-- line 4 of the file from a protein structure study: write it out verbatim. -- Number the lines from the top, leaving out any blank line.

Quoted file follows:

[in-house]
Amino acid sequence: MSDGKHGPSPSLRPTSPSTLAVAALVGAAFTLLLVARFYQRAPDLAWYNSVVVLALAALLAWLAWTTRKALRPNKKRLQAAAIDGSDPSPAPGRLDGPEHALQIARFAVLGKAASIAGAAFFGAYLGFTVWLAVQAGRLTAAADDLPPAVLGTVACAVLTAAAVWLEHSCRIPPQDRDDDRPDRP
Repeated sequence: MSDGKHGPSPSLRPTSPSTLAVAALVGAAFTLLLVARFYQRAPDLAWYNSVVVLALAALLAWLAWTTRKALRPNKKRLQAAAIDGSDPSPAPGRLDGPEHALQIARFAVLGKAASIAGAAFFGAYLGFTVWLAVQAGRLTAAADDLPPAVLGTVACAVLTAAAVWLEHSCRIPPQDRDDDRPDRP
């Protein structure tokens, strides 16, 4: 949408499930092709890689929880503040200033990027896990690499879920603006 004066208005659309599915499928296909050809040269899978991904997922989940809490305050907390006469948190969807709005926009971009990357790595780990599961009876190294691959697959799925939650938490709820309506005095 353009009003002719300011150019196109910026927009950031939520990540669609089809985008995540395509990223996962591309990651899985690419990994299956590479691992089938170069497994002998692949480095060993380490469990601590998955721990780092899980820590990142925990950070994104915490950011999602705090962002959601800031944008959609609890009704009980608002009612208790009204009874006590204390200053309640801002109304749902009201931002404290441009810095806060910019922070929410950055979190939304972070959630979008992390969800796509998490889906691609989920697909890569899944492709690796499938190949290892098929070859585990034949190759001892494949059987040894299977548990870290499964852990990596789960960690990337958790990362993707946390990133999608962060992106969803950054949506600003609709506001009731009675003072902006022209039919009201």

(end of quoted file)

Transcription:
């Protein structure tokens, strides 16, 4: 949408499930092709890689929880503040200033990027896990690499879920603006 004066208005659309599915499928296909050809040269899978991904997922989940809490305050907390006469948190969807709005926009971009990357790595780990599961009876190294691959697959799925939650938490709820309506005095 353009009003002719300011150019196109910026927009950031939520990540669609089809985008995540395509990223996962591309990651899985690419990994299956590479691992089938170069497994002998692949480095060993380490469990601590998955721990780092899980820590990142925990950070994104915490950011999602705090962002959601800031944008959609609890009704009980608002009612208790009204009874006590204390200053309640801002109304749902009201931002404290441009810095806060910019922070929410950055979190939304972070959630979008992390969800796509998490889906691609989920697909890569899944492709690796499938190949290892098929070859585990034949190759001892494949059987040894299977548990870290499964852990990596789960960690990337958790990362993707946390990133999608962060992106969803950054949506600003609709506001009731009675003072902006022209039919009201």